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22. [58]

There is also another profitable exception made in the former chapter according to which everything is to be sold. An exception which comprehends those lands which are protected by treaty. He heard that this matter was often agitated in the senate, not by me, but by others, and sometimes also in this place; that king Hiempsal was in possession of lands on the sea coast, which Publius Africanus adjudged to the Roman people; and yet afterwards express provision was made respecting them in a treaty, by Caius Cotta, when consul. But, because you did not order this treaty to be made, Hiempsal is in fear lest it may not be considered firm and properly ratified. What? What sort of proceeding is this? Your decision is not waited for; the whole treaty is excepted. It is approved by Rullus. As it limits the power of sale to be given to the decemvirs, I am glad of it; as it protects the interests of a king who is our friend, I find no fault with it; but my opinion is that the exception was not made for nothing; [59] for there is constantly fluttering before those men's eyes Juba, the king's son, whose purse is every bit as long as his hair.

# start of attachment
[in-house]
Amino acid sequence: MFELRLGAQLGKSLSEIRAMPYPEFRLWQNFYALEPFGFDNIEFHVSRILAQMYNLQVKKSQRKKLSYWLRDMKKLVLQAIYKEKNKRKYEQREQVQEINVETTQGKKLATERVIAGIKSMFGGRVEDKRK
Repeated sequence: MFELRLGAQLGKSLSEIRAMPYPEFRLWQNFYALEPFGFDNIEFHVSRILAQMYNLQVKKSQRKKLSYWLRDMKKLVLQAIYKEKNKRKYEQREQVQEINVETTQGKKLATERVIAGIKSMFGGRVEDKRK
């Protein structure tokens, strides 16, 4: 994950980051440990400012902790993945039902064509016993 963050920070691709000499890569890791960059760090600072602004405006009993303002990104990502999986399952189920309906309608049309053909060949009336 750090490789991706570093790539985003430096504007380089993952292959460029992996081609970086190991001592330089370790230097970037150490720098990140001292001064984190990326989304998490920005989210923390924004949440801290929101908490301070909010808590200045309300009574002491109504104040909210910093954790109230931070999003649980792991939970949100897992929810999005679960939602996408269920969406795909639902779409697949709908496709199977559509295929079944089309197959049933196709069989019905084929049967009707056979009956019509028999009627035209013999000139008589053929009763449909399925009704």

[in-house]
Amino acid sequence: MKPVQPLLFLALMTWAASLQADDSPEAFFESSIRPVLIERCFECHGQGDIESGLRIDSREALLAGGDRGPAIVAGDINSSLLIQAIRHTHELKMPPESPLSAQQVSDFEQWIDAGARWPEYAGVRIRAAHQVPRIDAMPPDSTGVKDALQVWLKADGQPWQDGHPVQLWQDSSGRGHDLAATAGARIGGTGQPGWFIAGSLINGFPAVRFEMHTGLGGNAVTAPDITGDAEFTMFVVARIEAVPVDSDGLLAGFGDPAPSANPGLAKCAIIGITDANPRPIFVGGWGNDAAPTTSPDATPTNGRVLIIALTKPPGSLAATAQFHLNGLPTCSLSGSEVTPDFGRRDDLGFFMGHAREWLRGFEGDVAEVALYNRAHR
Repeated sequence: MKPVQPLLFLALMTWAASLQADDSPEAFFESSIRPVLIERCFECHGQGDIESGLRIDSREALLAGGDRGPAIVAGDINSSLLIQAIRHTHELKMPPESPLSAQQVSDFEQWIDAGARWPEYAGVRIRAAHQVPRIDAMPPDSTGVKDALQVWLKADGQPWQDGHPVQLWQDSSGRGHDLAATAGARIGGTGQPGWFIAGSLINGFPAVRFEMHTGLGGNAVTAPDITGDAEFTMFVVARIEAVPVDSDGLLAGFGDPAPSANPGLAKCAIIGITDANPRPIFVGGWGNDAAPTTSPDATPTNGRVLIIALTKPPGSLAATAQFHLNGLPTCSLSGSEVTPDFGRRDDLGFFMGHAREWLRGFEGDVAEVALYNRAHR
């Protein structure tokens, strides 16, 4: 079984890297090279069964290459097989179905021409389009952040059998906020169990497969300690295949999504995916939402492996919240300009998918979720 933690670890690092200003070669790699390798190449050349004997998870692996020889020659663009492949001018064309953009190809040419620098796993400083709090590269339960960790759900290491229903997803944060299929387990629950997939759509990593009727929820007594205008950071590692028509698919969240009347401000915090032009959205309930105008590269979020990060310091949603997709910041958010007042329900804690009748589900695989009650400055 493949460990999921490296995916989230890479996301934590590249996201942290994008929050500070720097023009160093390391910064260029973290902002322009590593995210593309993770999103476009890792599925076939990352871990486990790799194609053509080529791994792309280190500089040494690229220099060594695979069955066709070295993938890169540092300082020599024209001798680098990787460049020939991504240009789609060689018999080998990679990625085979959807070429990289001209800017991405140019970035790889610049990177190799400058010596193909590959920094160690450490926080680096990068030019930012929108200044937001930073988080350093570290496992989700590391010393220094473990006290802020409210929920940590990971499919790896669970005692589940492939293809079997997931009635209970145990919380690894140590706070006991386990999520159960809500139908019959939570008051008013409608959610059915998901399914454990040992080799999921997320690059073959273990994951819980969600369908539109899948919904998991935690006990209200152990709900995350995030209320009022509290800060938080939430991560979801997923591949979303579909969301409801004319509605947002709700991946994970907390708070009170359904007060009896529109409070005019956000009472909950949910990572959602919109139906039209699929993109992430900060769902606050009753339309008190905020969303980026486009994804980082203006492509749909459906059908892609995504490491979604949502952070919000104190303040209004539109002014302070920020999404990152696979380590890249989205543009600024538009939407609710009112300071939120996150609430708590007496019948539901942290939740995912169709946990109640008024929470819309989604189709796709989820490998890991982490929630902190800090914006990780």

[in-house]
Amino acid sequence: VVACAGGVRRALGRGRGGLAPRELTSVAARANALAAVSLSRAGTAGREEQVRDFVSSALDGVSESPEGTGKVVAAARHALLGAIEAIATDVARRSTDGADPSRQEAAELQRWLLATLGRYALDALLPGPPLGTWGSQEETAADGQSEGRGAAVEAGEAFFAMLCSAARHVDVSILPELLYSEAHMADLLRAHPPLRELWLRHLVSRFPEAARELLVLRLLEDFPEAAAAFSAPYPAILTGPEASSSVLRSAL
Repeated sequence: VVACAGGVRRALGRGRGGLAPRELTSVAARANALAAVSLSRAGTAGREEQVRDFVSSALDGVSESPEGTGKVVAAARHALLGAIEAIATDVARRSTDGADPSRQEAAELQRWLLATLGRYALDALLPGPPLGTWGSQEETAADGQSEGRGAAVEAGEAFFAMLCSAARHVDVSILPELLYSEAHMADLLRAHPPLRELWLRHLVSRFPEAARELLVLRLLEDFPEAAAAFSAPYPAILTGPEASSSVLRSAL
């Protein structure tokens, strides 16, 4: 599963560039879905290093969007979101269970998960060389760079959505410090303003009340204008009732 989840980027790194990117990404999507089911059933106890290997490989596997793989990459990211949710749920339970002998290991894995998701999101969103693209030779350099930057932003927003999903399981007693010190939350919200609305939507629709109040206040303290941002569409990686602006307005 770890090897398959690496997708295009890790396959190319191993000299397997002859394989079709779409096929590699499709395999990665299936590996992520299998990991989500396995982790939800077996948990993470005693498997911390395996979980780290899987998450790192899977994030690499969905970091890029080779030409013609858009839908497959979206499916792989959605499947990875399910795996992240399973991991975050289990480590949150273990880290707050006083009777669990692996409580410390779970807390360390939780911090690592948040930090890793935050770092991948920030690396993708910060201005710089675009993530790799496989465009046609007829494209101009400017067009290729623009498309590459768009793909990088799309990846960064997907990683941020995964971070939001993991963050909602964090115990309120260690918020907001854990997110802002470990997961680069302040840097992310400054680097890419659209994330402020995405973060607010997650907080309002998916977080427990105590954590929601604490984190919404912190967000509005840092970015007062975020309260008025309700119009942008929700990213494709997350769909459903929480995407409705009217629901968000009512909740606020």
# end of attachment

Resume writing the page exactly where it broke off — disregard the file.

Even now there scarcely appears to be any place capable of containing such vast heaps of money. He increases the sums, he adds to them, he keeps on accumulating. “To whomsoever gold or silver comes, from spoils, from money given for crowns, if it has neither been paid into the public treasury, nor spent in any monument.” Of that treasure he orders a return to be made to the decemvirs, and the treasure is to be paid over to them. By this case you see that an investigation even into the conduct of the most illustrious men, who have carried on the wars of the Roman people, and that judicial examinations into charges of peculation or extortion, are transferred to the decemvirs. They will have a power of deciding what is the value of the spoils which have been gained by each individual, what return he has made, and what he has left. But this law is laid down for all your generals for the future, that, whoever leaves his province, must make a return to these same decemvirs, of how much booty, and spoils, and gold given for the purpose of crowns he has. [60] But here this admirable man excepts Cnaeus Pompeius, whom he is so fond of. Whence does this affection so sudden and previously unknown originate? for he is excluded from the honour of the decemvirate almost by name; his power of deciding judicially, of giving laws, or of making any formal inquiry respecting the lands which have been taken by his your, is taken from him; decemvirs are sent not only into his province but into his very camp, with military authority, with immense sums of money, with unlimited power, and with a right of deciding on everything. His rights as a general, which have hitherto always been most jealously preserved to every general are for the first time taken from him. But he is excepted as the only one who is not bound to make a return of his booty. Does it seem that the real object of this clause is to do honour to the man, or to excite a feeling of unpopularity against him?

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